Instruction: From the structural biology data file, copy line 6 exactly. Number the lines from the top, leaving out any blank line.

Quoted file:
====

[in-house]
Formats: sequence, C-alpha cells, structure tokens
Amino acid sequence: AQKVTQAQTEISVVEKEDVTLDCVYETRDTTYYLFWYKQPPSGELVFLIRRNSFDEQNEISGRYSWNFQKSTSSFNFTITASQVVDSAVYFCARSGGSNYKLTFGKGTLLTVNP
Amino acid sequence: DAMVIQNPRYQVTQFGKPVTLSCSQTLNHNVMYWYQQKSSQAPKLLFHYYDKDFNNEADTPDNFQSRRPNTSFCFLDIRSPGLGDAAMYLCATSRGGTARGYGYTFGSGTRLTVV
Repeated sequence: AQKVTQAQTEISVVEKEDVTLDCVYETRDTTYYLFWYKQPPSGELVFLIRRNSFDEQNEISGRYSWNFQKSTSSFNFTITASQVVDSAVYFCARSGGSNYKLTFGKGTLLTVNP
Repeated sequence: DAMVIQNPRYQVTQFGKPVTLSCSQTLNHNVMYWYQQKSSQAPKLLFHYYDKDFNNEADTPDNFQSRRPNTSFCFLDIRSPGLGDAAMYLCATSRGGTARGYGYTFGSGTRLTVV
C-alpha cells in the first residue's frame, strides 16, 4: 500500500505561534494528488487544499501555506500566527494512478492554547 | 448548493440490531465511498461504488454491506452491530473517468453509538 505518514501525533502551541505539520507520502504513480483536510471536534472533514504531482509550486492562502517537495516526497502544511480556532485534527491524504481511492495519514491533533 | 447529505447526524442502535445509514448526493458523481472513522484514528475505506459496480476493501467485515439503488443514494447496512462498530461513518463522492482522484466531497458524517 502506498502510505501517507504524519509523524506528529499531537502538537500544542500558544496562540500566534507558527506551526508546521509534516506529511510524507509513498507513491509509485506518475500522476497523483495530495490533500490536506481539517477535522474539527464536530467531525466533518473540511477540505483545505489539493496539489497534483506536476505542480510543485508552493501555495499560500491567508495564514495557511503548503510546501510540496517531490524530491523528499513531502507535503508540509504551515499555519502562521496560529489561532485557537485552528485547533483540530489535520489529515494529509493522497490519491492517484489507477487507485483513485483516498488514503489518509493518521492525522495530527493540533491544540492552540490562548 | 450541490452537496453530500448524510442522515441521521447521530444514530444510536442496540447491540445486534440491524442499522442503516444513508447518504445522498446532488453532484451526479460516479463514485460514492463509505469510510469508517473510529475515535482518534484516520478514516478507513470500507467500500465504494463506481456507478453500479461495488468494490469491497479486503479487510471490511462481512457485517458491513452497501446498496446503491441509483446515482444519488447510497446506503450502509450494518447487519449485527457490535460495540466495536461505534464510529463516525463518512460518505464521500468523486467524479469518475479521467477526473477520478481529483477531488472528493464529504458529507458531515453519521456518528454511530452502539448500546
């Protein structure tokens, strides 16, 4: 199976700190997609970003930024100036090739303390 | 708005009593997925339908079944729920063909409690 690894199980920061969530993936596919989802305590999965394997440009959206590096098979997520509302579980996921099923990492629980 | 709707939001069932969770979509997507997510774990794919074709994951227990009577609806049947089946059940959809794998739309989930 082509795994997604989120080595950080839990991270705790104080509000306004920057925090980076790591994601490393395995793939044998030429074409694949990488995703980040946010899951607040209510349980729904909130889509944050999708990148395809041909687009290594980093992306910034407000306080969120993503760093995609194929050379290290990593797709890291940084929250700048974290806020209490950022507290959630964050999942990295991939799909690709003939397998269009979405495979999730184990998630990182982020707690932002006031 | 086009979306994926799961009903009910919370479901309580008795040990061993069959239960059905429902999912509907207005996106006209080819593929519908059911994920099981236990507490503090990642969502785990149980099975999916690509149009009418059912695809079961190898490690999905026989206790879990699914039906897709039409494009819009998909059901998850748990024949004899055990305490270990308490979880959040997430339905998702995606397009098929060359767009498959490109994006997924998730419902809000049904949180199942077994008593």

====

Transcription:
Repeated sequence: DAMVIQNPRYQVTQFGKPVTLSCSQTLNHNVMYWYQQKSSQAPKLLFHYYDKDFNNEADTPDNFQSRRPNTSFCFLDIRSPGLGDAAMYLCATSRGGTARGYGYTFGSGTRLTVV